Posted on 19 August 2007 by

Tomato Pest: The Flea Beetle

By Danny Thompson

Tomato Pest: The Flea Beetle -

Photo Credit: Metallic Flea Beetle – Psylliodes sp. by servitude used under CC BY-NC 2.0

And since tomatoes are, in essence, bags of water, this can be devastating.

If your plants start looking dessicated and your leaves are looking like the bottom of your colander, then flea beetles could be your problem.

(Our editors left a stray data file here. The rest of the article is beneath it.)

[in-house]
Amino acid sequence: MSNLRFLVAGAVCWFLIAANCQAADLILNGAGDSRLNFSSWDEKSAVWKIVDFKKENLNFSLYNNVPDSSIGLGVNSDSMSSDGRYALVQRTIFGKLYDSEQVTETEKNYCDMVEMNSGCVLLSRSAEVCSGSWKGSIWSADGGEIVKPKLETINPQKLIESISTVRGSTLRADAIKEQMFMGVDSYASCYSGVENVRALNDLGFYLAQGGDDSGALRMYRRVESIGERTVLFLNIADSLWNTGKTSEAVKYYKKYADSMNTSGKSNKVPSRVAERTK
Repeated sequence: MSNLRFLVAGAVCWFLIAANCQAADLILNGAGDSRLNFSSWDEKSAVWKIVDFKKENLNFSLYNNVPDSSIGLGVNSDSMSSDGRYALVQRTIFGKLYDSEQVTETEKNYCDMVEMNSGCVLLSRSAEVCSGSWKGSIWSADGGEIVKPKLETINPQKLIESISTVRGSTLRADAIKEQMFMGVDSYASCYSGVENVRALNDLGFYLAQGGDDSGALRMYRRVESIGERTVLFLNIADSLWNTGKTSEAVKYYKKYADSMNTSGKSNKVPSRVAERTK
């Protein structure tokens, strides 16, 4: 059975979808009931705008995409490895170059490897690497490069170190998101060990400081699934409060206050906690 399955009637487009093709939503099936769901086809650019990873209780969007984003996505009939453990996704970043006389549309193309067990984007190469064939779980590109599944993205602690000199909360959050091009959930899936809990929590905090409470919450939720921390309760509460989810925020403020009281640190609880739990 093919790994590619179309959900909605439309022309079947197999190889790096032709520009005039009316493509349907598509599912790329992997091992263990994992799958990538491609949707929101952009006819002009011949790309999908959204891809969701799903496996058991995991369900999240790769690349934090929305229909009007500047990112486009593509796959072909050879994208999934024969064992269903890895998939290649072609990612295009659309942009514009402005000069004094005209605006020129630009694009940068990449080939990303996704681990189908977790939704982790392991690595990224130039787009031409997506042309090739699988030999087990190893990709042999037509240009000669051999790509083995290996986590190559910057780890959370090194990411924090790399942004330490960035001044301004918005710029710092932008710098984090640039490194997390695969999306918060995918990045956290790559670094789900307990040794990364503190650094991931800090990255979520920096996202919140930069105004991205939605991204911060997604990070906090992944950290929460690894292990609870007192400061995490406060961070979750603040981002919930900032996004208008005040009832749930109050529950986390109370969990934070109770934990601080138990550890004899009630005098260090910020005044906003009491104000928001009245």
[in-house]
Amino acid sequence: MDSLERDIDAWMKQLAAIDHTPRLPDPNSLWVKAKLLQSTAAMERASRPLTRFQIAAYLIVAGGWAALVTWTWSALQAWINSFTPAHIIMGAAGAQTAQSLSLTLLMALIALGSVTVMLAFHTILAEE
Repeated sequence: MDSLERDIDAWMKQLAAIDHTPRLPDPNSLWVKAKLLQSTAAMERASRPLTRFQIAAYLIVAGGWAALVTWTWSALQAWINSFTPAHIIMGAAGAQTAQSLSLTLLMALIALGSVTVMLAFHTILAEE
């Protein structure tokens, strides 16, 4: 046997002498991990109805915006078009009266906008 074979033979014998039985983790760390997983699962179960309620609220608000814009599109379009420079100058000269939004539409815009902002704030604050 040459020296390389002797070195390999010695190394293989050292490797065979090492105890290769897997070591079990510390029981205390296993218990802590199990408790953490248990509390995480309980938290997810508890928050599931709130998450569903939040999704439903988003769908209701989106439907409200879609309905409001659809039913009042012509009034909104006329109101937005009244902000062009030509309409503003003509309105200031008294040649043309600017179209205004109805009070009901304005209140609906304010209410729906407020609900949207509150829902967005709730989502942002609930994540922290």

And, since they can survive through the winter in the soil or on weeds and other growth when your tomatoes are dormant, getting rid of them is crucial.

Nematodes can effectively control flea beetles, killing the larvae before they have a chance to mature.

You can also use insecticidal soaps. Also, sprays made of crushed garlic can help, or ashes sprinkled around the base of plants.

Finally, there are many foliar sprays that can help get rid of them (though some of these have beens shown to reduce fruit yield…so ask your provider before using).

One Response to “Tomato Pest: The Flea Beetle”

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